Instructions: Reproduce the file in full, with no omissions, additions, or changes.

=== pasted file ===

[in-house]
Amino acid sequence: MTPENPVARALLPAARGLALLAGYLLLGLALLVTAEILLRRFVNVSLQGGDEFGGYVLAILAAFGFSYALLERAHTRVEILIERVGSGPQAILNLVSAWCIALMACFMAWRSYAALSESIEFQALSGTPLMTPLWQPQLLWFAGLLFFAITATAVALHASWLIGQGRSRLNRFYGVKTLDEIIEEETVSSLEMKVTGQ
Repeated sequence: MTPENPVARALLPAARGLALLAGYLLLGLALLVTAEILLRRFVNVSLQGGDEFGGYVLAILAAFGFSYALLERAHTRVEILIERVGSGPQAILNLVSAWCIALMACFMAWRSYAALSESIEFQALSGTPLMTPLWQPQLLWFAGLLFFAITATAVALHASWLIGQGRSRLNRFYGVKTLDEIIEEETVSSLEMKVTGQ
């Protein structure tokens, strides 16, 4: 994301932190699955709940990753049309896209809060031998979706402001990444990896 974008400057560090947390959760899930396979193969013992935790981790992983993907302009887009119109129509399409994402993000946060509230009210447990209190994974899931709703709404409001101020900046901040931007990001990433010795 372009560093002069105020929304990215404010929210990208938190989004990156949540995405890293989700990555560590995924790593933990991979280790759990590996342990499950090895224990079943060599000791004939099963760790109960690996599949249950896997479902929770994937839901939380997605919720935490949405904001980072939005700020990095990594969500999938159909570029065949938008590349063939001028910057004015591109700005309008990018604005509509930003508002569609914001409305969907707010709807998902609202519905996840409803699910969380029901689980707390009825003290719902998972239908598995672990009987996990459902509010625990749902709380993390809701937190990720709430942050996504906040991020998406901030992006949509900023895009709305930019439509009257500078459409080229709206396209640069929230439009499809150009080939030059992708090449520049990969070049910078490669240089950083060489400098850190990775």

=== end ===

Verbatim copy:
[in-house]
Amino acid sequence: MTPENPVARALLPAARGLALLAGYLLLGLALLVTAEILLRRFVNVSLQGGDEFGGYVLAILAAFGFSYALLERAHTRVEILIERVGSGPQAILNLVSAWCIALMACFMAWRSYAALSESIEFQALSGTPLMTPLWQPQLLWFAGLLFFAITATAVALHASWLIGQGRSRLNRFYGVKTLDEIIEEETVSSLEMKVTGQ
Repeated sequence: MTPENPVARALLPAARGLALLAGYLLLGLALLVTAEILLRRFVNVSLQGGDEFGGYVLAILAAFGFSYALLERAHTRVEILIERVGSGPQAILNLVSAWCIALMACFMAWRSYAALSESIEFQALSGTPLMTPLWQPQLLWFAGLLFFAITATAVALHASWLIGQGRSRLNRFYGVKTLDEIIEEETVSSLEMKVTGQ
């Protein structure tokens, strides 16, 4: 994301932190699955709940990753049309896209809060031998979706402001990444990896 974008400057560090947390959760899930396979193969013992935790981790992983993907302009887009119109129509399409994402993000946060509230009210447990209190994974899931709703709404409001101020900046901040931007990001990433010795 372009560093002069105020929304990215404010929210990208938190989004990156949540995405890293989700990555560590995924790593933990991979280790759990590996342990499950090895224990079943060599000791004939099963760790109960690996599949249950896997479902929770994937839901939380997605919720935490949405904001980072939005700020990095990594969500999938159909570029065949938008590349063939001028910057004015591109700005309008990018604005509509930003508002569609914001409305969907707010709807998902609202519905996840409803699910969380029901689980707390009825003290719902998972239908598995672990009987996990459902509010625990749902709380993390809701937190990720709430942050996504906040991020998406901030992006949509900023895009709305930019439509009257500078459409080229709206396209640069929230439009499809150009080939030059992708090449520049990969070049910078490669240089950083060489400098850190990775």